Weight, Part 1

Ball and chain.

I imagine postpartum depression (like regular depression) takes different forms for different people.  In what will come as a surprise to exactly no one who knows me well, mine comes in the form of anxiety.  I am an anxious person by nature, so I should have seen it coming.  The truth is, everyone around me is looking out for it; given my history with this stuff, we all kind of expect I’ll have my turn.  But a week goes by, and then a month, and then another, and I start to think I’m in the clear.  I love my baby, I love my husband, and everything is ok.

It’s ok that I hold him for every single one of his naps, right?  Sure.  Is it ok?  Is it ok that he only sleeps 20 minutes if he’s not held?  What happens if I let him cry?  I can’t let him cry, I won’t.  Is it ok that he still sleeps in our room?  In his room he’s scared, right?  Scared and abandoned and alone? If I don’t make him sleep alone now,  will he ever sleep alone?  It’s ok that he’s 4 months old and nurses to sleep, right?  Is that ok?  Let me just check the internet and make sure.

That’s my undoing. The sleep, the fear of “crying it out,” and the internet.  Suddenly I’m spending hours every day reading about potential sleep “problems” that may or may not happen in the next year. I read every differing theory about baby sleep, and every single author tells me that if I don’t do it their way, my child will be a sociopath and it will be my fault.  I try a dozen different techniques, but none for long enough to know if they work, because I don’t have time. I have to get on to the next one.  I email everyone, crowd-source everything, and read their responses through tears I don’t yet realize are there all the time. What I yearn for above all things is for there to be one way to do this right, one voice to listen to that will be the right one.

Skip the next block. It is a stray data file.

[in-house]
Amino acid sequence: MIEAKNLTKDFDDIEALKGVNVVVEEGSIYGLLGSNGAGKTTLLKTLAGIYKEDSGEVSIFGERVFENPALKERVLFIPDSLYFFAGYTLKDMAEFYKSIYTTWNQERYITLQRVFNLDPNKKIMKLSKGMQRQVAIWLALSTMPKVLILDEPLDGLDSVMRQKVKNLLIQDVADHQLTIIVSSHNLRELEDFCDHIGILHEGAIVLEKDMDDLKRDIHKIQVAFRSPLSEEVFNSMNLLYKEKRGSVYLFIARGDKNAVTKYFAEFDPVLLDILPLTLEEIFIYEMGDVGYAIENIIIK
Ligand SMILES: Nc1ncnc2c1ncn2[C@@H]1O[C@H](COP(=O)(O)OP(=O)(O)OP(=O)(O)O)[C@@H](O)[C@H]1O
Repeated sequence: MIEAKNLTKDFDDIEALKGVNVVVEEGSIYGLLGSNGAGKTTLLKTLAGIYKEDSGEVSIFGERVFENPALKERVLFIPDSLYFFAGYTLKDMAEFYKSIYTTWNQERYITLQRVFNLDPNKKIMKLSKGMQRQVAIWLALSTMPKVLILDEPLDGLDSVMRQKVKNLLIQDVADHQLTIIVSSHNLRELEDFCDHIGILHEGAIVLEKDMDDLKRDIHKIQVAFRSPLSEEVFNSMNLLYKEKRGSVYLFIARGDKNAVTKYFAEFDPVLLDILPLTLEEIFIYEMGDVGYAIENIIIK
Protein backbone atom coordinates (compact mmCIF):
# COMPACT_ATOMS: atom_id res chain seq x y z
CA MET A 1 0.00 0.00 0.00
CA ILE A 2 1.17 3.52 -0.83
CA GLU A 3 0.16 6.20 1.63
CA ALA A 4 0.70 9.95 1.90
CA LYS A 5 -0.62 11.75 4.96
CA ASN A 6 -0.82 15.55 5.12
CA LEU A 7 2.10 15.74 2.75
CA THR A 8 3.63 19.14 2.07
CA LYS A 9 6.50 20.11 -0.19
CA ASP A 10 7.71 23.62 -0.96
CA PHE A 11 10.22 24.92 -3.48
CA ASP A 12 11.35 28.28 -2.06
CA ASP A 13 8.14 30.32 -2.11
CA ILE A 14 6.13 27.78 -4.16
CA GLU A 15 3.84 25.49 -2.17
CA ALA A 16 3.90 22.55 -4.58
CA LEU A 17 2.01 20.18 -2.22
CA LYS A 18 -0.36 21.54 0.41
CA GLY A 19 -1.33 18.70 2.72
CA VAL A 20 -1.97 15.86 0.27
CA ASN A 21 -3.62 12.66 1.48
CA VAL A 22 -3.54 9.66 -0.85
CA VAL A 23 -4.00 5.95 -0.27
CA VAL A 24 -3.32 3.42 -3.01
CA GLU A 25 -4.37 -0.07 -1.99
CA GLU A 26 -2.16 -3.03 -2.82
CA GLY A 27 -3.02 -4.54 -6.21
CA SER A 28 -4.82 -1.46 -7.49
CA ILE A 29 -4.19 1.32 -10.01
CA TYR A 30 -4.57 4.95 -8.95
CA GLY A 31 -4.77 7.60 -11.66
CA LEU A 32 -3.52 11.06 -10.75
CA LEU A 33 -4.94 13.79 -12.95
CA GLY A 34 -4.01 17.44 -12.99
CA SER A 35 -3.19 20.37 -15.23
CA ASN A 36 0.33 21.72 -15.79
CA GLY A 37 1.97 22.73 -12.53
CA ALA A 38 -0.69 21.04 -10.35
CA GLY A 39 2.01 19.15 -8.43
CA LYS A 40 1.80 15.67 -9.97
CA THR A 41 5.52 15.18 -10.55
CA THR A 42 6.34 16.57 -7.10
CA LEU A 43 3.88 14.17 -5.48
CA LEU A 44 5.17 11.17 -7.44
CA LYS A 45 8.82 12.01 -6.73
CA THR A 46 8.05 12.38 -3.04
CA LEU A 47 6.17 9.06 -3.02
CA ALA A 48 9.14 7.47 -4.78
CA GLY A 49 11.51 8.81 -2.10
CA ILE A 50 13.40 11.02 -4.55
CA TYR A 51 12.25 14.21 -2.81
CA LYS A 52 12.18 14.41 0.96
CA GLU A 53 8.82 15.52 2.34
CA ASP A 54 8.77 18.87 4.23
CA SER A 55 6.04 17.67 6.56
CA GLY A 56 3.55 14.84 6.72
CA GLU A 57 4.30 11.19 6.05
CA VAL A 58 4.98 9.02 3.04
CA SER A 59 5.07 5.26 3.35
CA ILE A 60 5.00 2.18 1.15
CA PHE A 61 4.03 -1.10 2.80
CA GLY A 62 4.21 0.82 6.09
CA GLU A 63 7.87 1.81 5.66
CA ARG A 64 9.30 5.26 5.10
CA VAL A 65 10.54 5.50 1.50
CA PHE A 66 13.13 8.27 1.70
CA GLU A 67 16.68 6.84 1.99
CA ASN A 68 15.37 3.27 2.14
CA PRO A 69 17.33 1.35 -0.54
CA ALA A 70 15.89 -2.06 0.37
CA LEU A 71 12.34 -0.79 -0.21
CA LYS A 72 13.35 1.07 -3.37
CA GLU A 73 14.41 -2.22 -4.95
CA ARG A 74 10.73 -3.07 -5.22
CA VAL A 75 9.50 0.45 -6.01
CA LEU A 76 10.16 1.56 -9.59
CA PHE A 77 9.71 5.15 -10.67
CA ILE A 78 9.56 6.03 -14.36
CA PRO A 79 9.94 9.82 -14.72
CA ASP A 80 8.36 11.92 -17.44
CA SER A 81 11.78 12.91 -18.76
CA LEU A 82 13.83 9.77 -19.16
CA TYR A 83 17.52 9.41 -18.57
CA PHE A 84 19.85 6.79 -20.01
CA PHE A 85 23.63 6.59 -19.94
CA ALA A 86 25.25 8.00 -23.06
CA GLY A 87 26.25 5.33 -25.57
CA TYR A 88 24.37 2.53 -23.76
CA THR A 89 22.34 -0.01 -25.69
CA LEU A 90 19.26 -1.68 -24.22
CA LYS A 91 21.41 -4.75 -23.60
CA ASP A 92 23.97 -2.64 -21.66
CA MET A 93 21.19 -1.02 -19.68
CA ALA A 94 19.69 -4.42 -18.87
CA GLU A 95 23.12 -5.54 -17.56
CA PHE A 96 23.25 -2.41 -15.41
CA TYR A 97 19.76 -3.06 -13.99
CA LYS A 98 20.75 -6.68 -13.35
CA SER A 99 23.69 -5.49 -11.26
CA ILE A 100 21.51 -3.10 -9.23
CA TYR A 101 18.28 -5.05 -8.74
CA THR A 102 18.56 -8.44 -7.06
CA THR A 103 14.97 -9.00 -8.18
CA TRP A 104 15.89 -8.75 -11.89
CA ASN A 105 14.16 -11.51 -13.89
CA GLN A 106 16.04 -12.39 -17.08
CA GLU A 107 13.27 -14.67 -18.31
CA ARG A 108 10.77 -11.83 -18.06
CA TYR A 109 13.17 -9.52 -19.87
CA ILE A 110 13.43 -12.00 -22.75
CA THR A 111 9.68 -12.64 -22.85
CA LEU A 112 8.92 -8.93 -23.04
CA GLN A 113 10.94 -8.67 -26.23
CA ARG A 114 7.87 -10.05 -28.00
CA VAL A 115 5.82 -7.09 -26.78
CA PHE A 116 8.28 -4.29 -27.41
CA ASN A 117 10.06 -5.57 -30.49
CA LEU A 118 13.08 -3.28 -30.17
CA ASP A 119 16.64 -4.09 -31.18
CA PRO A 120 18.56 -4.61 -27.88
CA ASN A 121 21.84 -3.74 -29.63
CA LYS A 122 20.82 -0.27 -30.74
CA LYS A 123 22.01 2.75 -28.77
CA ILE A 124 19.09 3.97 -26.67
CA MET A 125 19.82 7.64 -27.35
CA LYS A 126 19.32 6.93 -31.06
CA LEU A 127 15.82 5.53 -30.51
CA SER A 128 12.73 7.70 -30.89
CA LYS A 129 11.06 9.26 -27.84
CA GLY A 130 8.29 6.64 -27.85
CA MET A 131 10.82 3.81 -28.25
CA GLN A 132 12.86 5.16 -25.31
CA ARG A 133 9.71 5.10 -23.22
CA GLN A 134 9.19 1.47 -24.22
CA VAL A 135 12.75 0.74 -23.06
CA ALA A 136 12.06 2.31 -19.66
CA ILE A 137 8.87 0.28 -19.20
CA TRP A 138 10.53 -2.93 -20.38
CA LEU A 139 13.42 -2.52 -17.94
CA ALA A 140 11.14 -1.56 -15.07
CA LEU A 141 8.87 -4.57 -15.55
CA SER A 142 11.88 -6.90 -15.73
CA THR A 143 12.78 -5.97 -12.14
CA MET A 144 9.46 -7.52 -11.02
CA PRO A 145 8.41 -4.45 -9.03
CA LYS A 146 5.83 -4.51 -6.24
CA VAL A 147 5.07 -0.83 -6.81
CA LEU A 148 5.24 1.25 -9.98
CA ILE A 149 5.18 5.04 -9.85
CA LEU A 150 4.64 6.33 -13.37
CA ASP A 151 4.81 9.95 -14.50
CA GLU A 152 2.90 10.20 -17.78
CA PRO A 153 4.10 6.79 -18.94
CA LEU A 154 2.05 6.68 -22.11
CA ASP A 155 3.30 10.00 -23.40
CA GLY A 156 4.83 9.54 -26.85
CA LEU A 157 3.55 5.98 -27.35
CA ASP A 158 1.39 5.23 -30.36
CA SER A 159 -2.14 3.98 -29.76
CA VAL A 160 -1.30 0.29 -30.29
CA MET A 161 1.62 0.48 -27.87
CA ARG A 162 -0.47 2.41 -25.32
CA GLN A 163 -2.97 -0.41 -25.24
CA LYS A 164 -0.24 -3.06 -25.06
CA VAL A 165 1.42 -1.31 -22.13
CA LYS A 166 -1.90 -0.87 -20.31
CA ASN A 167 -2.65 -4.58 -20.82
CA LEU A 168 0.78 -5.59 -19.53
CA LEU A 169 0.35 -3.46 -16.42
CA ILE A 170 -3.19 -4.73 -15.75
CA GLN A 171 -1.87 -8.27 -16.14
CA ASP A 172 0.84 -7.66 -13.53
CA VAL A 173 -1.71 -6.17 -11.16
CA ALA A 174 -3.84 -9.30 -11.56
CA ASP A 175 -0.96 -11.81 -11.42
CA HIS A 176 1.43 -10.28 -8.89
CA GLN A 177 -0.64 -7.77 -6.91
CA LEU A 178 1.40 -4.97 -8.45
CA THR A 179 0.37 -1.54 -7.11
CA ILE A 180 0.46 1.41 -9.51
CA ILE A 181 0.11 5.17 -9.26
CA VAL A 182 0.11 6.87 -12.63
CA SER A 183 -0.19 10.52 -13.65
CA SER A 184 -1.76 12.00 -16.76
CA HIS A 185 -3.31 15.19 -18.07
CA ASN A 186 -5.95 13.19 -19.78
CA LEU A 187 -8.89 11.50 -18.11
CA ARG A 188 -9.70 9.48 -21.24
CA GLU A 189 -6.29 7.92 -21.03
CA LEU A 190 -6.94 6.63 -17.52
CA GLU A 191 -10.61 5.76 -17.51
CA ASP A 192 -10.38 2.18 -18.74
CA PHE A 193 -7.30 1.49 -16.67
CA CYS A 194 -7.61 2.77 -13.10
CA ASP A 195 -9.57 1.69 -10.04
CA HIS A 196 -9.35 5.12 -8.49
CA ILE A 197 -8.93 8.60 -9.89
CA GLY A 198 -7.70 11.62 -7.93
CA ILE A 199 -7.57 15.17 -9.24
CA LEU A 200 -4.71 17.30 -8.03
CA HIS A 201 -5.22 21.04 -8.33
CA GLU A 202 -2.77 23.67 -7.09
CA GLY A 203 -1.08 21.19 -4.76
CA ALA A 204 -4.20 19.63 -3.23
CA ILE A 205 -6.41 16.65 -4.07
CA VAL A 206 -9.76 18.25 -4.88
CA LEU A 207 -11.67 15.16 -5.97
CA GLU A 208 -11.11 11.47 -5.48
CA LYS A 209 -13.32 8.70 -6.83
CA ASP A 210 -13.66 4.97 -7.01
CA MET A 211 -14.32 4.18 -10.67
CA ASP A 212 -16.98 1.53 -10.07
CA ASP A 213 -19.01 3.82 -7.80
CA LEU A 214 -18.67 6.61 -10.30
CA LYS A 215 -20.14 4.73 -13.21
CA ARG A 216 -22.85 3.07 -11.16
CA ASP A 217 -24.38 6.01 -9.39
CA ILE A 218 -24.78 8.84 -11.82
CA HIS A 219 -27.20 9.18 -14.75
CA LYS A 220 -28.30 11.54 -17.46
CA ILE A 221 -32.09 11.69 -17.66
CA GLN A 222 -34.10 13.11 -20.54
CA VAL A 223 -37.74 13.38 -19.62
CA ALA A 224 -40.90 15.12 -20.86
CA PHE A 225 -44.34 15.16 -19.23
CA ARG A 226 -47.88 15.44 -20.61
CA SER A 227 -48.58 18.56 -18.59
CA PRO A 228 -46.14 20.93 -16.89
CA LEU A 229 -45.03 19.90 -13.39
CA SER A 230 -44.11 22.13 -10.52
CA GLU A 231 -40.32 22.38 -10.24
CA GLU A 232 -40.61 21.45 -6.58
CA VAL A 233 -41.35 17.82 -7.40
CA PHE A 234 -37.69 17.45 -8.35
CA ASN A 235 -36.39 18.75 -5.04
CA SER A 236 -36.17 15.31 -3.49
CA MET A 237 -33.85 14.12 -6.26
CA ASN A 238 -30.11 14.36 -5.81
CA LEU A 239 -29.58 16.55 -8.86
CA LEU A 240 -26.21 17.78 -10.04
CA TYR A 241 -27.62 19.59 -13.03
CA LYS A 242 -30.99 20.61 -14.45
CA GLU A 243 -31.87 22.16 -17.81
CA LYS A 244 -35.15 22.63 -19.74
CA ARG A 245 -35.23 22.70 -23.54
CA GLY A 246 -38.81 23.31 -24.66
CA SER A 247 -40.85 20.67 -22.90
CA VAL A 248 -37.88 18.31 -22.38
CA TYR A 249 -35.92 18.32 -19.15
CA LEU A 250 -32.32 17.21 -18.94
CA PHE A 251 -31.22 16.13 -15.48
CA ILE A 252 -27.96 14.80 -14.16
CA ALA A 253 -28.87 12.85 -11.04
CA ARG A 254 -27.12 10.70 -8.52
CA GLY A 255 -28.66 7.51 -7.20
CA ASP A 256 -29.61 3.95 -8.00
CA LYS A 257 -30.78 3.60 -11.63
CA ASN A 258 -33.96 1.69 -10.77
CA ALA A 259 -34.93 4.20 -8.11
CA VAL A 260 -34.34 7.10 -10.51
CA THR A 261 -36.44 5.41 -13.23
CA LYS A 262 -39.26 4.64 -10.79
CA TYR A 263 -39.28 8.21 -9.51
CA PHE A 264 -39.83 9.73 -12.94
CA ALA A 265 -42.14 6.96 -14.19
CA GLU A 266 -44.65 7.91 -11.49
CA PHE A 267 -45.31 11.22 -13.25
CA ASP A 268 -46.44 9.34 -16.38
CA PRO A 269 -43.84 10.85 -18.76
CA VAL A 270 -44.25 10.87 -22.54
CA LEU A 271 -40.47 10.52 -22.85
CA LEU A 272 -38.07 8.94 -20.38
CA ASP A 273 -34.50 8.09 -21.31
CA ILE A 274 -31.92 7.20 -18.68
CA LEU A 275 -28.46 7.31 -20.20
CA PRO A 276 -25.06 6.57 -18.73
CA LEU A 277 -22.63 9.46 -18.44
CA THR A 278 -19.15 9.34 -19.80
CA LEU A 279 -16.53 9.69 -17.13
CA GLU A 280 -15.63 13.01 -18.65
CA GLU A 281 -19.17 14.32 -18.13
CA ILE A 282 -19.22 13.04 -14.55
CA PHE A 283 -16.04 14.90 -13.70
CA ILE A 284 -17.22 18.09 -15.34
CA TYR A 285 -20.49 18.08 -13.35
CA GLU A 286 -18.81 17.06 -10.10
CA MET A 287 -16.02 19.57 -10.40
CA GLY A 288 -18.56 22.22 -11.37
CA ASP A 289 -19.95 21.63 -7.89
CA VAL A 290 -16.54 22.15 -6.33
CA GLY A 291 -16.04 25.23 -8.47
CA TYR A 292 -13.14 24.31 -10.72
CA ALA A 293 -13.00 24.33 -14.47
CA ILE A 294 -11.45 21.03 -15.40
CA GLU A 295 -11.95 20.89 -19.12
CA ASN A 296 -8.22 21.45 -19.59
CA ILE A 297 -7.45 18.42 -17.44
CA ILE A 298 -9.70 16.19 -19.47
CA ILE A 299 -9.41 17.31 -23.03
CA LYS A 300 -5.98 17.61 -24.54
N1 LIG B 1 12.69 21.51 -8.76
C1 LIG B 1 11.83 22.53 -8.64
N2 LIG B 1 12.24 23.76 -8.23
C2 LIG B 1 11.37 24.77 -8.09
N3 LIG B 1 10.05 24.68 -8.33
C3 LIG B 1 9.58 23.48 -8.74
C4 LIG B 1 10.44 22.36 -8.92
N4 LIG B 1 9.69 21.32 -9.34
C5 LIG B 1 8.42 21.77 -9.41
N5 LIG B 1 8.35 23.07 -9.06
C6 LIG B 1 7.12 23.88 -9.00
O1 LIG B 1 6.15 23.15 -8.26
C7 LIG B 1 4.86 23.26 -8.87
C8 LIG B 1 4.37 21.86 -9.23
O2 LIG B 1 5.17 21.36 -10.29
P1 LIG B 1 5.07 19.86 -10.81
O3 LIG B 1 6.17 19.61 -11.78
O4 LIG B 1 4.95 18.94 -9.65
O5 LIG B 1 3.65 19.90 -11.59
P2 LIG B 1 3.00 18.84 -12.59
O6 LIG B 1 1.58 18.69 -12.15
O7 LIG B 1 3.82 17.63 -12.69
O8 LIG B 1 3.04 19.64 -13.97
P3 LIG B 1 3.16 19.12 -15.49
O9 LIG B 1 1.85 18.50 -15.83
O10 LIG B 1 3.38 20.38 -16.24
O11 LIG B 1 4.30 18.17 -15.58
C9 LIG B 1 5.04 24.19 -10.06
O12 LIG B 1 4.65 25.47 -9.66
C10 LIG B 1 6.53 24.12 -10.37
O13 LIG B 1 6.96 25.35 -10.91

I flinch when he cries.  Sometimes I sob as soon as he does. I rock, I bounce, I shush, I sing, I nurse, I hide in the bathroom and let C deal with it, because I can’t.  I go around and around and around in my head, and I don’t know what to do.  And then I stop sleeping.  He sleeps, and I don’t.  Why bother?  He’ll be up soon anyway. I lay awake on the couch, straining for the cries I know are coming, and I can’t rest.

And then I can’t do any of it.  I know beyond any doubt that I CAN NOT do this.  I don’t want to hurt him, I don’t want to hurt myself, and in this way I am lucky.  But I just can’t.  I’m sorry, little boy.  I start to feel physically crushed by the weight of his tiny body when he’s asleep on me.  I can’t breathe.  I know that I will have to give him to my mother, because she will know how to take care of him.  I don’t want to be alone; I beg C to come home early every day.  I feel crazy, and I am afraid.  But it’s so hard to see from the inside.  Maybe it’s the hormones.  I’m just tired.   I go to a coffee house one day to write, which I haven’t done in years.  I have to try to to see if I can unload some of this.  It isn’t until later in the day, when I go back and read what I’ve written, that I finally say to C what I’ve suspected for a while.

I’m not ok.

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